In the complex world of genetics, our understanding of certain conditions, including Down Syndrome, is still evolving. While chromosomal abnormalities tied to Down Syndrome are broadly known, its precise cause remains a mystery. However, we have managed to pinpoint and outline some of the top risk factors for Down Syndrome in a baby.
The CDC reports that 1 in 700 newborns now have Down syndrome, a condition marked by a wide range of physical and mental impairments. Even while scientists have identified the specific chromosomal defects that lead to Down syndrome, they still don’t know what causes them.
Kenneth Rosenbaum, M.D., founder of the division of genetics and metabolism and co-director of the Down Syndrome Clinic at Children’s National Medical Center in Washington, D.C., says, “For the most part, we simply don’t understand [Down syndrome causes] as well as we would like.” Because of this information gap, it can be hard to determine if you are at risk for having a child with Down syndrome. Read on to discover what raises your risk for Down syndrome and how it is caused.
Down Syndrome’s Causes
Knowing what chromosomal abnormalities lead to Down syndrome can help parents prepare for the possibility that their child will be born with the disorder. In the nucleus of every human cell, 46 chromosomes (clusters of genes) are present at birth. Chromosomes pair up, with each parent contributing 23 (egg) and each parent contributing 23 (sperm). When a baby is conceived with an extra copy of one of these chromosomes, namely chromosome 21, the result is Down syndrome.
Experts Have Identified Three Subtypes of Down Syndrome
- Trisomy 21: Trisomy 21 is a genetic condition in which a person has an extra copy of chromosome 21 in every cell instead of the typical two. Nearly all people with Down syndrome have trisomy 21.
- Mosaic Down syndrome: Some cells have the typical two copies of chromosome 21, whereas others have a third copy due to mosaic Down syndrome. Only about 2% of people with Down syndrome have mosaic features.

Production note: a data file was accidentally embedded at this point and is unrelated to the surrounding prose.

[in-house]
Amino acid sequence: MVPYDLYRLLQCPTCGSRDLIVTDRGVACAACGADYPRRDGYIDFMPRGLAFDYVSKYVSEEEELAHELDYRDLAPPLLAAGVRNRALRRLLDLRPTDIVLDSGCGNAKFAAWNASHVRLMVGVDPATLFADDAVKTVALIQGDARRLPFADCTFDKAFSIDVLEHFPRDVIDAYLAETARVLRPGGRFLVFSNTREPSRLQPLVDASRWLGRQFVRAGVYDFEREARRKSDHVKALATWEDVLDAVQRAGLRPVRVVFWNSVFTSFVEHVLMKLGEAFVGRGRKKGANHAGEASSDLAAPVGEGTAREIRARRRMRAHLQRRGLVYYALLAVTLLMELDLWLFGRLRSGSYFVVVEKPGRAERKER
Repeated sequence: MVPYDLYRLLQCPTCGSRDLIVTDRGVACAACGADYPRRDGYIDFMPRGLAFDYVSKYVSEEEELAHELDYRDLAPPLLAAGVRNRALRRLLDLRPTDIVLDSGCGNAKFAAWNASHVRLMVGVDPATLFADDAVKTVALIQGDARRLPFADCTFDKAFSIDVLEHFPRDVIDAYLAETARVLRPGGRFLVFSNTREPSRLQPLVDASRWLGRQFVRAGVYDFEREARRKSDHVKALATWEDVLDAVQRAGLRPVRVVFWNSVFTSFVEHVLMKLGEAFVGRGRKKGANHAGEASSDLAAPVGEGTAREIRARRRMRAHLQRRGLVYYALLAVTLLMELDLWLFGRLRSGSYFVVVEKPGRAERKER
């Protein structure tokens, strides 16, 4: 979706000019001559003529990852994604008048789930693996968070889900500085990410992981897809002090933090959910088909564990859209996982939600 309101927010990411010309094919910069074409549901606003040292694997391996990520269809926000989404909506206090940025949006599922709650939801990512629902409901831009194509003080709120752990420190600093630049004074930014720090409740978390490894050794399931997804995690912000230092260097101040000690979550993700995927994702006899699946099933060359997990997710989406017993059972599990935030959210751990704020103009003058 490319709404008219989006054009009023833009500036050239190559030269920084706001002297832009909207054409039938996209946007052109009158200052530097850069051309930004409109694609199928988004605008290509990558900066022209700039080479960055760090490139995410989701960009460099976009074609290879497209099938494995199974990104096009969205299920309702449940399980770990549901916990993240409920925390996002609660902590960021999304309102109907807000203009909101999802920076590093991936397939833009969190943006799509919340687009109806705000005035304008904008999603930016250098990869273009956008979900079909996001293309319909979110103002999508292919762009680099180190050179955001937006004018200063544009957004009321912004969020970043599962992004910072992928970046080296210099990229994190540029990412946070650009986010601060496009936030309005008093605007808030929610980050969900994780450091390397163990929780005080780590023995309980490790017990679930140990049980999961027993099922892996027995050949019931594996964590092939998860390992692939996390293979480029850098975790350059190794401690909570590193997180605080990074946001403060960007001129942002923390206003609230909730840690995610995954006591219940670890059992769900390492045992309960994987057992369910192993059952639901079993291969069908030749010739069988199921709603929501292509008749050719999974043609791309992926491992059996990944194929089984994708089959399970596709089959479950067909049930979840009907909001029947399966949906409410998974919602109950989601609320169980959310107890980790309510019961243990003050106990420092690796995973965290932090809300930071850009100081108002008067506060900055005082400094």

- Translocation Down syndrome: A person with translocation Down syndrome has an additional piece of chromosome 21 that is connected to another chromosome and two complete copies of chromosome 21 in the cell. This arises due to translocation in 3-4% of people with Down syndrome.
Contributing Factors to the Probability of Down Syndrome
Although Down syndrome is inherited, it is unlikely that you would have a close relative with it. According to Dr. Emily Jean Davidson, clinical director of the Down Syndrome Program at Boston Children’s Hospital, “the extra chromosome seems to happen by chance” in most cases.
Having a kid with Down syndrome is not guaranteed, but there are ways to raise your chances. Here are four potential risk factors for having a child with Down syndrome.
Parents of any age can conceive a child with Down syndrome, but the risk rises with maternal age. There is a one in 1,200 chance that a woman of 25 will have a child with Down syndrome. At age 35, the odds are 1 in 350, and at age 40, they are 1 in 100.
The National Down Syndrome Society reports that by age 45, the likelihood of having Down syndrome has increased to 1 in 30. Genetic advice from their partners could be helpful for women over 35 who want to have children.
Maternal folate metabolization
Studies have shown that some expectant mothers of children with Down syndrome have an abnormal folate metabolism, but this has not been conclusively linked to the syndrome.
The maternal folate metabolism hypothesis has been proposed, although there is as much research disproving it as supporting it.
There is no genetic basis for either trisomy 21 or mosaic Down syndrome. However, one-third of cases of translocation Down syndrome are inherited, as the National Down Syndrome Society reported. This represents about 1 in every 1,000 people who have Down syndrome.
To determine whether the translocation originated in the newborn (which is the most likely scenario) or whether either parent is an unaffected carrier, doctors will typically recommend chromosomal testing for both parents of a baby diagnosed with a translocation. If this is the case, genetic testing can reveal each individual’s underlying reason and the likelihood of a future recurrence.
According to the National Down Syndrome Society, the risk of having another child with translocation Down syndrome is 3% if the father carries the chromosome and 10% to 15% if the mother does.
The risk of having another kid affected by trisomy 21 or translocation Down syndrome is roughly 1% if you already have one child with the disorder.
Remember that the factors that lead to Down syndrome are already there before conception, regardless of the risk you face. That is to say, no matter what you do during your pregnancy, it won’t change the outcome. During pregnancy, all you can do is take good care of yourself and the baby by eating right, getting plenty of rest, and following other basic health guidelines.